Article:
4 MIN READ
In a move that was long overdue, Nepal’s government to start tracking patient contacts
More than eight months after the first Covid-19 case was detected in the country, Nepal has finally decided to start tracing the people that Covid patients have come in contact with. The decision has come only with the coronavirus continuing to spread in densely populated cities--with the virus now killing eight to 10 Covid patients each day.
The Ministry of Health and Population (MoHP) announced the plan--which is still in the preliminary stage-- during its briefing on Sunday. The ministry’s spokesperson, Dr Jageshwor Gautam, said that starting this week, the new interventions will be implemented across the country. The programme will be conducted through District Public Health Offices, with the support of the Ministry of Social Development at the provinces.
“The sharp rise in the number of Covid-19 cases has us all worried, which is why we will start contact tracing and investigating cases effective this week in all (rural) municipalities,” said Dr Gautam during the virtual press briefing. Because the ministry has only just relayed the decision to the provincial and district administrative offices, the new measures will take time to get implemented.
This all-important decision has been rather late in the coming. For months now, the government has kept ignoring repeated requests by medical experts and professionals to control the spread of the virus. The government only got moving once the case numbers shot through the roof in Kathmandu.
For a long time, Kathmandu Valley had fewer than a hundred cases. Now, an average of 150 to 200 new cases show up daily, with above 85 percent of the country’s new cases popping up in Kathmandu alone. Apparently, the government was prompted to initiate contract tracing because among the cases are security guards (including those deployed to provide security for top politicians), justices of the Supreme Court, parliamentarians, and health workers.
Countrywide, the number of Covid cases has almost doubled in the one month since the government relaxed a four-month-long lockdown on July 22. At the time of easing, the total number of confirmed Covid cases was 17,994. As of August 23, the confirmed cases in the country has reached 31,935. Over the same month, the death toll has increased threefold: the total number of deaths, which was 42 until July 21, reached 153 on Sunday.
“Kathmandu (valley) has roughly a population of 5 million. If the virus spreads at the community level here, it will become difficult to control,” said Dr Gautam.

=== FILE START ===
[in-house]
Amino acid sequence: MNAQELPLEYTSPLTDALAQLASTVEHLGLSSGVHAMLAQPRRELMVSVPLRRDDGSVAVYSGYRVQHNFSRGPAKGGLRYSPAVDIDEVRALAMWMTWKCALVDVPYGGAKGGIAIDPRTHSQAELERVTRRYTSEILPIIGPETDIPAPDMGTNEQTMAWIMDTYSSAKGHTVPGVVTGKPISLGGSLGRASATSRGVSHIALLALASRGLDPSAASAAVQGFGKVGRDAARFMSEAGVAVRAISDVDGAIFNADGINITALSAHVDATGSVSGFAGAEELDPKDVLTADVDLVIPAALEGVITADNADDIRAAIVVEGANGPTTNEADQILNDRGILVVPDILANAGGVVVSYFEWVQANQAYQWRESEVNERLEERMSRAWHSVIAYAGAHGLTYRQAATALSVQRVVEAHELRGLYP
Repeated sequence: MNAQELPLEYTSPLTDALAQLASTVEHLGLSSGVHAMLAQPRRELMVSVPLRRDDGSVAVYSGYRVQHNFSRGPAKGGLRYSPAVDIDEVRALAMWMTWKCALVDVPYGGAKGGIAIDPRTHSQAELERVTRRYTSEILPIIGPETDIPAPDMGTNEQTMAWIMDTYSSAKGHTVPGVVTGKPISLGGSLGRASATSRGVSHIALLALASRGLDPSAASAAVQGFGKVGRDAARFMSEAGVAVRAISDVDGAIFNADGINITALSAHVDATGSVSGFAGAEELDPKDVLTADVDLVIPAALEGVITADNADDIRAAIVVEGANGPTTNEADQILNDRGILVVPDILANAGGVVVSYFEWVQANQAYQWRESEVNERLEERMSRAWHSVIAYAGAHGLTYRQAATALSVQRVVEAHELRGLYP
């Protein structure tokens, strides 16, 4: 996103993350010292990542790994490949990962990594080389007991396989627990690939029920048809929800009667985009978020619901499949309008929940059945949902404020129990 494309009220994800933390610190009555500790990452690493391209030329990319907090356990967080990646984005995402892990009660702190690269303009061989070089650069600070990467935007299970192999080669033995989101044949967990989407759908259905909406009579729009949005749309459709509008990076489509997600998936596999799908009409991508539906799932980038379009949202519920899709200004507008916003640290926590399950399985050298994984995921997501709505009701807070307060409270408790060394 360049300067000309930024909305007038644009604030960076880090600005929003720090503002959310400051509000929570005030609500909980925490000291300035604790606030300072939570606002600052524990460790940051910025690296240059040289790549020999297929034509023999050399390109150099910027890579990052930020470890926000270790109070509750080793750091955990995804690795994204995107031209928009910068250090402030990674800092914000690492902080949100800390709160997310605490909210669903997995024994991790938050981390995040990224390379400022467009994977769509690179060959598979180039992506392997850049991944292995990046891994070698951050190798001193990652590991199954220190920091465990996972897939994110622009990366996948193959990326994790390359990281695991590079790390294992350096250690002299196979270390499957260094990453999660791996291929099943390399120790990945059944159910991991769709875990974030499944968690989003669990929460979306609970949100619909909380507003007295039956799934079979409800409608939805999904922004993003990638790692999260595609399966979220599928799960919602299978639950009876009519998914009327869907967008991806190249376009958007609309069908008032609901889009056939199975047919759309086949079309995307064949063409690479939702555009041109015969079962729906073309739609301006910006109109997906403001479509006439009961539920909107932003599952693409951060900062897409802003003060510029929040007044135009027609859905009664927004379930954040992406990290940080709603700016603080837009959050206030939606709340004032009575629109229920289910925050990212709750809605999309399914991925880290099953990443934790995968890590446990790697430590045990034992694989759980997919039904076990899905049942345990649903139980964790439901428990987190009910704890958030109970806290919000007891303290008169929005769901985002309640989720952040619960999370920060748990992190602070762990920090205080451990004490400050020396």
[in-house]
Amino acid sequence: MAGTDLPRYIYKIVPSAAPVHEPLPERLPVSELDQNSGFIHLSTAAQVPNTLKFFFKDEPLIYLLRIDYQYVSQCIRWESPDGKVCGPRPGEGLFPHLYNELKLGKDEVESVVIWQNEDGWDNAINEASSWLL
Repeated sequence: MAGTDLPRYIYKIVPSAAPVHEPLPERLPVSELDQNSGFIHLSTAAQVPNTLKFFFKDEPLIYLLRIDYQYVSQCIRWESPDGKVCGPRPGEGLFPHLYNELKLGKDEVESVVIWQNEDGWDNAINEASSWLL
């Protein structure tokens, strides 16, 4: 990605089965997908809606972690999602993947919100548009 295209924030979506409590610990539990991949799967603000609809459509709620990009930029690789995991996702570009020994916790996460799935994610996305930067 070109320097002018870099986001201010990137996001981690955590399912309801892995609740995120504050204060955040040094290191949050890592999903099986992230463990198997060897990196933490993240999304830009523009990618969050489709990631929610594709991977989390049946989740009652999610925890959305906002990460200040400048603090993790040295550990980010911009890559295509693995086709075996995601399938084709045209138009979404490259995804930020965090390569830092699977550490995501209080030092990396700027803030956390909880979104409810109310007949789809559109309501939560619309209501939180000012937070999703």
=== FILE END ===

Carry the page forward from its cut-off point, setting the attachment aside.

On Sunday, over 24 hours, 818 new corona patients were detected across the country. Among them, 166 were from Kathmandu Valley, 139 from Parsa, and 91 from Sarlahi.
Shockingly, the government never took the virus seriously until more and more Kathmanduites started getting infected with the virus. Overall, the government’s response has left a lot to be desired. For example, the government still has not formed a national committee of specialists and experts to help plan the right response to the pandemic. Prime Minister KP Sharma Oli has consulted only twice with medical experts--and only recently--in the past nine months that Covid has ravaged the planet. Further, in parliament and at public functions, Oli keeps talking up his infamous elixir of boiled water and turmeric solution to fight the virus.
And he has kept up his seeming nonchalance even as the virus has spread across all of Nepal’s districts. Across the country, hospitals have run out of beds. At least 12 people have died because they were denied treatment by hospitals. Quite a few have died for lack of ventilators. And dozens have died in quarantine centres and isolation wards.
Further, in the past nine months, Nepal has not succeeded in educating the public about the virus. Covid patients continue to get ostracized. Even health workers involved in treating Covid patients are facing social exclusion. On August 14, locals erected a flex notice outside the house of Dr Bishwabadhu Bagale, Medical Superintendent at Bakulhar Hospital in Chitwan. Dr Bagale and his wife, who is also a doctor, had both tested positive for the virus. On August 22, locals of Baneshwor, Kathmandu, picketed a hostel, demanding that the health workers of Civil Hospital who had been living at the hostel since Aug 20 be kicked out. On Sunday, the MoPH assured health workers that action would be taken against those involved in forcing the eviction.
During his briefing, Dr Gautam also provided clarifications regarding the notice the ministry had issued on Friday, which mandated that doctors were to be contacted before a Covid patient could be admitted to hospital.
According to Dr Gautam, the letter’s purpose was to ensure better management of Covid patients. Because hospitals only have a limited number of beds, he said, the ministry wanted hospitals to focus on admitting symptomatic Covid patients. Asymptomatic patients, he said, could confine themselves at home or at other isolation setups. The clarification means hospitals now do not need to take the ministry’s permission to admit Covid patients.
The Record We are an independent digital publication based in Kathmandu, Nepal. Our stories examine politics, the economy, society, and culture. We look into events both current and past, offering depth, analysis, and perspective. Explore our features, explainers, long reads, multimedia stories, and podcasts. There’s something here for everyone.
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